...with your lecturer
...with your course
...with personal stuff affecting your course work

While every College has its own set of procedures for dealing with issues when things go wrong, there are a couple of basic paths that you can follow to help you resolve a problem that you might face while in College. This section won't give you the information to solve every problem, what it will do, is give you the tools to put you on the way to solving the problem yourself.

Tip 1: Don't go nuclear!

So you have a problem that needs solving. Don't send a letter to the President of the college and expect him to solve it as a first step. You are an important member of the college community but he?s got a lot of people to look after. More than likely you can get a problem solved much further down the college 'food chain' and you won't have pi*%$d anyone off doing so. The thing to remember is to progress your issue one step at a time.

In the worst case scenario, when you've been struggling for a long time, you might have no choice but to bring the issue right to the top. Just make sure you took all the steps in between first and it will help your case.

Tip 2: Talk to Your Students' Union

There are generally two types of Students' Union, good ones and bad ones! The thing is, they're only as good as the people you elect to do the job. Whatever your opinion on them is, they definitely have the inside knowledge on what's going on in your college. One of the main roles of the Students' Union is the referral of students with problems to someone in the college (or outside it) that can help you. They know who?s good at solving problems, who's a friend to the students and who to avoid like the plague.

Tip 3: Write it all Down

Whatever type of issue you are having, its good to right it all down. Once you've written it down read back over it to make sure it would make sense to a stranger, that you've taken as much emotion out of it as possible and you haven't rambled too much. The reason you should do all this, is so that whoever you do bring your issue to will have an easier time understanding where you?re coming from. It can be hard to understand people when they're upset. It's also good to have as hard evidence to show that you did try to get a resolve of the issue.

Tip 4: Get it in Writing

Evidence is your best friend. I'm not talking about taking a minor issue to a legal level straight away. What I'm saying is, it's very hard to prove anything in a 'he said/ she said' situation. Therefore it's wise to get emails from people, save them and print them out to accompany your pages you've written describing the problem.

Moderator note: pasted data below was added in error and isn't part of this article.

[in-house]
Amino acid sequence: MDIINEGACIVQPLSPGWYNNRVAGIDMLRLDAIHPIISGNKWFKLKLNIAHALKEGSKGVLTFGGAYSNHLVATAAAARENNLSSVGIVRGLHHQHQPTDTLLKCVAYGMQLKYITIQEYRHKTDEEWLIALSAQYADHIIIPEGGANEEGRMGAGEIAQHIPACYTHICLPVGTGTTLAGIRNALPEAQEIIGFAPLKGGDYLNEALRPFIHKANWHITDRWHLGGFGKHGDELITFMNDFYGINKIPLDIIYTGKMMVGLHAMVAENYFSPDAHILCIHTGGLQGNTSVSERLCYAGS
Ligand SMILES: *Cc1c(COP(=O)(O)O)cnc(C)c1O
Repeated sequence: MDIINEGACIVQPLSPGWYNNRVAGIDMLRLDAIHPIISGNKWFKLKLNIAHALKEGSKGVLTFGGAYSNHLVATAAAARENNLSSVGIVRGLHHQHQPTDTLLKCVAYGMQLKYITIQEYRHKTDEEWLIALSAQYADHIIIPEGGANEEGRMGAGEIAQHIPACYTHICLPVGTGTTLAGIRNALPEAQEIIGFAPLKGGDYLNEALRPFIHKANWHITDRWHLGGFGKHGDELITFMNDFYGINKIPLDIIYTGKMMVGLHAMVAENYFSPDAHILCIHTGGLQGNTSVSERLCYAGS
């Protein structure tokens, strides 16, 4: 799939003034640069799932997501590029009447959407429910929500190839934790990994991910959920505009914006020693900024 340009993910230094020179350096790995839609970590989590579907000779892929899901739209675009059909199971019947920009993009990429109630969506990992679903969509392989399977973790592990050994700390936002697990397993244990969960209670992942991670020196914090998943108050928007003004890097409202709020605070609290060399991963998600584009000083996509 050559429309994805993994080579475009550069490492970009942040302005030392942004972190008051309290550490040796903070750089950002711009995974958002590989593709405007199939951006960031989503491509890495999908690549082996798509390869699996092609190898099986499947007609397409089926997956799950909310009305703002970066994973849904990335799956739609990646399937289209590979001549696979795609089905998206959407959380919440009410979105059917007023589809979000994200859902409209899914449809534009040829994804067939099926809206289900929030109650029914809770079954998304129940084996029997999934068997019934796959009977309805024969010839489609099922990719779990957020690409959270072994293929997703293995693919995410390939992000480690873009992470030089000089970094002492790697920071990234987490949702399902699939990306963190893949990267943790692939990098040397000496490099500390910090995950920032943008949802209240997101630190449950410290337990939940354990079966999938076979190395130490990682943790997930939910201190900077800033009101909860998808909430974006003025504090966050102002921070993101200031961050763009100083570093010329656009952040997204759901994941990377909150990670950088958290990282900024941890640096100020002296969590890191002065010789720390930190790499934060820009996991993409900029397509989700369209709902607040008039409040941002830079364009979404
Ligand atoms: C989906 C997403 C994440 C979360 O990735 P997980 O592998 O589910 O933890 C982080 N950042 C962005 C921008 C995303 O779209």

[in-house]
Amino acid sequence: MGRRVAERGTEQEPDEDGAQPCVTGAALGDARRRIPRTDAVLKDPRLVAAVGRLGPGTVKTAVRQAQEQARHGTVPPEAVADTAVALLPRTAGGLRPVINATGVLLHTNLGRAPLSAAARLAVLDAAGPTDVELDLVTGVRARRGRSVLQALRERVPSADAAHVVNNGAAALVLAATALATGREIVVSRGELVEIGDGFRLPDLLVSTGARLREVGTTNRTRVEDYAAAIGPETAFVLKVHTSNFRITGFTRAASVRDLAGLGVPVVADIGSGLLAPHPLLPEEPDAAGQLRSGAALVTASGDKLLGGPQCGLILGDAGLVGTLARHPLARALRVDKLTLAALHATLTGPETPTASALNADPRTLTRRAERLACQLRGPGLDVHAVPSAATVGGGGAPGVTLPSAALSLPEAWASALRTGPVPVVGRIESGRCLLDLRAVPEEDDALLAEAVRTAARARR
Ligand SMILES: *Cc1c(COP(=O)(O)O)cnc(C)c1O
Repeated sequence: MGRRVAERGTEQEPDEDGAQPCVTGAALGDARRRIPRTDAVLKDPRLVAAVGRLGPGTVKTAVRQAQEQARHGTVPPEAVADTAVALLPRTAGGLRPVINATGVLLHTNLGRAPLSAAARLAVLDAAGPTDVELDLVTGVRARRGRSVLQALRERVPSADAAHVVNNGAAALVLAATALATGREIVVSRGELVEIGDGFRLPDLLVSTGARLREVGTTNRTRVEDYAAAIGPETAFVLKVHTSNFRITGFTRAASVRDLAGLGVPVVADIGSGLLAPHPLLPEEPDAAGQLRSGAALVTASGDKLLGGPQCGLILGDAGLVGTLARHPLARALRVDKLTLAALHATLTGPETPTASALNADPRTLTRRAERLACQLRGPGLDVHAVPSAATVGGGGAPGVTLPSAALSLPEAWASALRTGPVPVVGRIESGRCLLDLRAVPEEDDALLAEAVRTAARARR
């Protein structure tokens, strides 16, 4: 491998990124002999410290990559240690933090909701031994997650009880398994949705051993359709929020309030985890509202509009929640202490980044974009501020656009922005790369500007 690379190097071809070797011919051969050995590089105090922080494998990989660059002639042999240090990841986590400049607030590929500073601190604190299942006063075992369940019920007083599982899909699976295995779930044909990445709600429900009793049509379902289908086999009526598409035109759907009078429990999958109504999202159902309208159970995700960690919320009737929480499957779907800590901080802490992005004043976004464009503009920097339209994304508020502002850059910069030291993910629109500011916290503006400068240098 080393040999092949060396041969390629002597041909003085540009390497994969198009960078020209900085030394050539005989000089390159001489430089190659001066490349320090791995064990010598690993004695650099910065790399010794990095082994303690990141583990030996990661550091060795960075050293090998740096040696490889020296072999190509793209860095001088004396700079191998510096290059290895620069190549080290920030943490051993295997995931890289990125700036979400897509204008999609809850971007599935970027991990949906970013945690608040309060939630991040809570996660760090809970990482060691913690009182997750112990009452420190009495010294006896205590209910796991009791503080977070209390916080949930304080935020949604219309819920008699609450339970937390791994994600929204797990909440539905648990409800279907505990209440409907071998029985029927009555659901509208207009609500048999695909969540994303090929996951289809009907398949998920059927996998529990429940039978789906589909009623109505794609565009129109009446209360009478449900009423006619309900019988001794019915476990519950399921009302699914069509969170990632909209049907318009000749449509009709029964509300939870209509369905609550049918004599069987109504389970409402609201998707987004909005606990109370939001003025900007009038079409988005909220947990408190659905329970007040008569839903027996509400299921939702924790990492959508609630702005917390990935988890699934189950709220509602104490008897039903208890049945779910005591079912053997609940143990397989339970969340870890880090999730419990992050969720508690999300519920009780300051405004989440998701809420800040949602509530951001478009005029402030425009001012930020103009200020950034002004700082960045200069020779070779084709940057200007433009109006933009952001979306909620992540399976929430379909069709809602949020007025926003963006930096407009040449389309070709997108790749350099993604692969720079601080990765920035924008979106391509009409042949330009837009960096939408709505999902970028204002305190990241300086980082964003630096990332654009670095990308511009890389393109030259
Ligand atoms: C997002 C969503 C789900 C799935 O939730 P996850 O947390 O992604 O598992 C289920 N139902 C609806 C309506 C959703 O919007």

Tip 5: Start at the Beginning

The first person you should talk to about a problem is the person you are having the problem with. It might sound difficult but it's all about the approach. Negotiation is an art. Approach the person calmly. Explain your issue rationally (maybe using your notes prepared earlier). Suggest a resolution, if you have one. At all times treat the person with respect. It will do you no favours later on, if it is found out that you were rude and aggressive to others, even if you are right! There is always a possibility that it could be a mix up and now you've brought it to their attention it will be solved.
If you are finding it too difficult to approach the individual involved you might use an intermediary. This person can be a trusted friend who's a dab hand at negotiation or you could ask the Students' Union because that's what they do.

Tip 6: Where to go Next

Your college has lots of services that can help you with personal and academic issues. You've paid for them, so use them. They include: Access (to Education) Office, Careers Service, Chaplaincy, Counselling, Disability Service, Health Service, International Student Office and Student Services.

If it's an academic problem the hierarchy is (mostly) the following: Lecturer, Course Coordinator (or Head), Department (or School), Faculty (or College or School), Academic Council.

Some colleges have an elected Class Representative sitting on their Course Committee where timetables, modules and changes are agreed between the lecturers that deliver the course. This is a position of real power for a student representative and you should ask them (the Class Rep) to raise any issues with your course at this forum. If it's an issue that effects the whole class, like your timetable, make sure all the class is consulted before changes are made.

Some colleges have Staff-Student Liaison Committees which have less power and are more about consulting the students. They can however be equally effective if used in the right way.

Hope this helped. GOOD LUCK!